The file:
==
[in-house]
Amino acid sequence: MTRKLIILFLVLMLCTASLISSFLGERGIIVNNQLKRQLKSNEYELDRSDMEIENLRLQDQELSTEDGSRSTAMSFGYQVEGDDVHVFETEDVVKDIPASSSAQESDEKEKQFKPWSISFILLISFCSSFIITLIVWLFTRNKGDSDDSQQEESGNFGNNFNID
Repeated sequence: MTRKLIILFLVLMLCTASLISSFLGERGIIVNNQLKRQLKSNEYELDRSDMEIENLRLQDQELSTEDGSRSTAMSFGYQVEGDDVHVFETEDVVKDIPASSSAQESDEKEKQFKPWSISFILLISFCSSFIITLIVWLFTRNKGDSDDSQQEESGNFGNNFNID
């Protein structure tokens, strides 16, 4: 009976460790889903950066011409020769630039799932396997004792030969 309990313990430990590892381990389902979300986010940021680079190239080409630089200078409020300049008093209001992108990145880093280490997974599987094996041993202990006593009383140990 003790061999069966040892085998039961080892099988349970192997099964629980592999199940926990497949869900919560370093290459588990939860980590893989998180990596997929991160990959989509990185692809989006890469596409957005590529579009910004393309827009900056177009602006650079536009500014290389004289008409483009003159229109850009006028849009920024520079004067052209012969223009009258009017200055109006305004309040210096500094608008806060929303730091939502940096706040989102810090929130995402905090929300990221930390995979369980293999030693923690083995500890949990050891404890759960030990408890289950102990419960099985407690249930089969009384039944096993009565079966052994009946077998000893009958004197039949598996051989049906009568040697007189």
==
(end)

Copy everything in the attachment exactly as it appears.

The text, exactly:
[in-house]
Amino acid sequence: MTRKLIILFLVLMLCTASLISSFLGERGIIVNNQLKRQLKSNEYELDRSDMEIENLRLQDQELSTEDGSRSTAMSFGYQVEGDDVHVFETEDVVKDIPASSSAQESDEKEKQFKPWSISFILLISFCSSFIITLIVWLFTRNKGDSDDSQQEESGNFGNNFNID
Repeated sequence: MTRKLIILFLVLMLCTASLISSFLGERGIIVNNQLKRQLKSNEYELDRSDMEIENLRLQDQELSTEDGSRSTAMSFGYQVEGDDVHVFETEDVVKDIPASSSAQESDEKEKQFKPWSISFILLISFCSSFIITLIVWLFTRNKGDSDDSQQEESGNFGNNFNID
């Protein structure tokens, strides 16, 4: 009976460790889903950066011409020769630039799932396997004792030969 309990313990430990590892381990389902979300986010940021680079190239080409630089200078409020300049008093209001992108990145880093280490997974599987094996041993202990006593009383140990 003790061999069966040892085998039961080892099988349970192997099964629980592999199940926990497949869900919560370093290459588990939860980590893989998180990596997929991160990959989509990185692809989006890469596409957005590529579009910004393309827009900056177009602006650079536009500014290389004289008409483009003159229109850009006028849009920024520079004067052209012969223009009258009017200055109006305004309040210096500094608008806060929303730091939502940096706040989102810090929130995402905090929300990221930390995979369980293999030693923690083995500890949990050891404890759960030990408890289950102990419960099985407690249930089969009384039944096993009565079966052994009946077998000893009958004197039949598996051989049906009568040697007189």